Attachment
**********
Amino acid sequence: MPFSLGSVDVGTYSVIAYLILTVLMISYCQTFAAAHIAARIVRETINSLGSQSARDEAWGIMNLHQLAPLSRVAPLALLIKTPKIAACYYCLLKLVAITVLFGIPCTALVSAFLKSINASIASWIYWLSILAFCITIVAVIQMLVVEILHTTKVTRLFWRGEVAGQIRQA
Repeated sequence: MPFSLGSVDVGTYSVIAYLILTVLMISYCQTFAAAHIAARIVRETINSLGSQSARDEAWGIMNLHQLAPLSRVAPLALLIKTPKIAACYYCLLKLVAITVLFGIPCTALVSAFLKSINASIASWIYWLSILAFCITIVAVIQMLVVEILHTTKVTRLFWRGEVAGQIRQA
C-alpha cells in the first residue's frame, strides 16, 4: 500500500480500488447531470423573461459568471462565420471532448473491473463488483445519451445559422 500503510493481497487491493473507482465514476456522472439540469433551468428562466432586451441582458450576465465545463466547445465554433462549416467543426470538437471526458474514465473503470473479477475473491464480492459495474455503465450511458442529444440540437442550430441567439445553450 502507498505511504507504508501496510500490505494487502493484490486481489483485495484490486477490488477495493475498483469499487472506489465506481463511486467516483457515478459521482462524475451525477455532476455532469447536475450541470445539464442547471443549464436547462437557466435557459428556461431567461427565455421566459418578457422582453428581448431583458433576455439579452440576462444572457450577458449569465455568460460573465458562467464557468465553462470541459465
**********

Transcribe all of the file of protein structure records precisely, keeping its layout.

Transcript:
Amino acid sequence: MPFSLGSVDVGTYSVIAYLILTVLMISYCQTFAAAHIAARIVRETINSLGSQSARDEAWGIMNLHQLAPLSRVAPLALLIKTPKIAACYYCLLKLVAITVLFGIPCTALVSAFLKSINASIASWIYWLSILAFCITIVAVIQMLVVEILHTTKVTRLFWRGEVAGQIRQA
Repeated sequence: MPFSLGSVDVGTYSVIAYLILTVLMISYCQTFAAAHIAARIVRETINSLGSQSARDEAWGIMNLHQLAPLSRVAPLALLIKTPKIAACYYCLLKLVAITVLFGIPCTALVSAFLKSINASIASWIYWLSILAFCITIVAVIQMLVVEILHTTKVTRLFWRGEVAGQIRQA
C-alpha cells in the first residue's frame, strides 16, 4: 500500500480500488447531470423573461459568471462565420471532448473491473463488483445519451445559422 500503510493481497487491493473507482465514476456522472439540469433551468428562466432586451441582458450576465465545463466547445465554433462549416467543426470538437471526458474514465473503470473479477475473491464480492459495474455503465450511458442529444440540437442550430441567439445553450 502507498505511504507504508501496510500490505494487502493484490486481489483485495484490486477490488477495493475498483469499487472506489465506481463511486467516483457515478459521482462524475451525477455532476455532469447536475450541470445539464442547471443549464436547462437557466435557459428556461431567461427565455421566459418578457422582453428581448431583458433576455439579452440576462444572457450577458449569465455568460460573465458562467464557468465553462470541459465